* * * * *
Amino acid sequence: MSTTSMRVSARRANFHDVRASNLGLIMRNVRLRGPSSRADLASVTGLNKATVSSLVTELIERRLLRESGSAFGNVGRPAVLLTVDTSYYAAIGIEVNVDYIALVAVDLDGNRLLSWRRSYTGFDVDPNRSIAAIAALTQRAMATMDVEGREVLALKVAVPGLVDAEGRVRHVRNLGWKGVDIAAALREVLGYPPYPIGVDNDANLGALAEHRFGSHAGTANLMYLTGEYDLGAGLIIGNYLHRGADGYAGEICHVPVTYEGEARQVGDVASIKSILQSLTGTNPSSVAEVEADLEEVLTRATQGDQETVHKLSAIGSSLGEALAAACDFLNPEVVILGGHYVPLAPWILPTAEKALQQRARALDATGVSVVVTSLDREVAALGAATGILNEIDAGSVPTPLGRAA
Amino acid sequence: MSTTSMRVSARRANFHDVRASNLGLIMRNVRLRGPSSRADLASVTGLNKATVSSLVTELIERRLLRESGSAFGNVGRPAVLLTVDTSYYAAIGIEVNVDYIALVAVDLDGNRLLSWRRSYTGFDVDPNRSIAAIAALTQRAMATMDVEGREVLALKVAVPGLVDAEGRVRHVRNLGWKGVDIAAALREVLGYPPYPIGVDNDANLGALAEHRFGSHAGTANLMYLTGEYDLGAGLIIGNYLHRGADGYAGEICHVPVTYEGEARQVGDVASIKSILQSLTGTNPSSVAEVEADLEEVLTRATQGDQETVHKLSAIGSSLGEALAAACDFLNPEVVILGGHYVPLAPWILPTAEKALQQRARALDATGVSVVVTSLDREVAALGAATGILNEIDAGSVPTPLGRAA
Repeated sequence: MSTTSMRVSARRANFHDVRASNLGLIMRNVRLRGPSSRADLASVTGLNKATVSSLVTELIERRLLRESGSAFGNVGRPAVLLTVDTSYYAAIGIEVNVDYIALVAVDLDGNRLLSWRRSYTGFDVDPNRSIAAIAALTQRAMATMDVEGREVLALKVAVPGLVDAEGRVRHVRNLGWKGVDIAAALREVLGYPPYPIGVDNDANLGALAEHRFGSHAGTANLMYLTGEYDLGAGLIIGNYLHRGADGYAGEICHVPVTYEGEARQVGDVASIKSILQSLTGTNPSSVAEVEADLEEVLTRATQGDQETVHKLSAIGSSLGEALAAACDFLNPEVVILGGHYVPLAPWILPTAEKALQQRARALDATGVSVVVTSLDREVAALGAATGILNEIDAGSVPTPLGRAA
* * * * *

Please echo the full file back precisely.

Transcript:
Amino acid sequence: MSTTSMRVSARRANFHDVRASNLGLIMRNVRLRGPSSRADLASVTGLNKATVSSLVTELIERRLLRESGSAFGNVGRPAVLLTVDTSYYAAIGIEVNVDYIALVAVDLDGNRLLSWRRSYTGFDVDPNRSIAAIAALTQRAMATMDVEGREVLALKVAVPGLVDAEGRVRHVRNLGWKGVDIAAALREVLGYPPYPIGVDNDANLGALAEHRFGSHAGTANLMYLTGEYDLGAGLIIGNYLHRGADGYAGEICHVPVTYEGEARQVGDVASIKSILQSLTGTNPSSVAEVEADLEEVLTRATQGDQETVHKLSAIGSSLGEALAAACDFLNPEVVILGGHYVPLAPWILPTAEKALQQRARALDATGVSVVVTSLDREVAALGAATGILNEIDAGSVPTPLGRAA
Amino acid sequence: MSTTSMRVSARRANFHDVRASNLGLIMRNVRLRGPSSRADLASVTGLNKATVSSLVTELIERRLLRESGSAFGNVGRPAVLLTVDTSYYAAIGIEVNVDYIALVAVDLDGNRLLSWRRSYTGFDVDPNRSIAAIAALTQRAMATMDVEGREVLALKVAVPGLVDAEGRVRHVRNLGWKGVDIAAALREVLGYPPYPIGVDNDANLGALAEHRFGSHAGTANLMYLTGEYDLGAGLIIGNYLHRGADGYAGEICHVPVTYEGEARQVGDVASIKSILQSLTGTNPSSVAEVEADLEEVLTRATQGDQETVHKLSAIGSSLGEALAAACDFLNPEVVILGGHYVPLAPWILPTAEKALQQRARALDATGVSVVVTSLDREVAALGAATGILNEIDAGSVPTPLGRAA
Repeated sequence: MSTTSMRVSARRANFHDVRASNLGLIMRNVRLRGPSSRADLASVTGLNKATVSSLVTELIERRLLRESGSAFGNVGRPAVLLTVDTSYYAAIGIEVNVDYIALVAVDLDGNRLLSWRRSYTGFDVDPNRSIAAIAALTQRAMATMDVEGREVLALKVAVPGLVDAEGRVRHVRNLGWKGVDIAAALREVLGYPPYPIGVDNDANLGALAEHRFGSHAGTANLMYLTGEYDLGAGLIIGNYLHRGADGYAGEICHVPVTYEGEARQVGDVASIKSILQSLTGTNPSSVAEVEADLEEVLTRATQGDQETVHKLSAIGSSLGEALAAACDFLNPEVVILGGHYVPLAPWILPTAEKALQQRARALDATGVSVVVTSLDREVAALGAATGILNEIDAGSVPTPLGRAA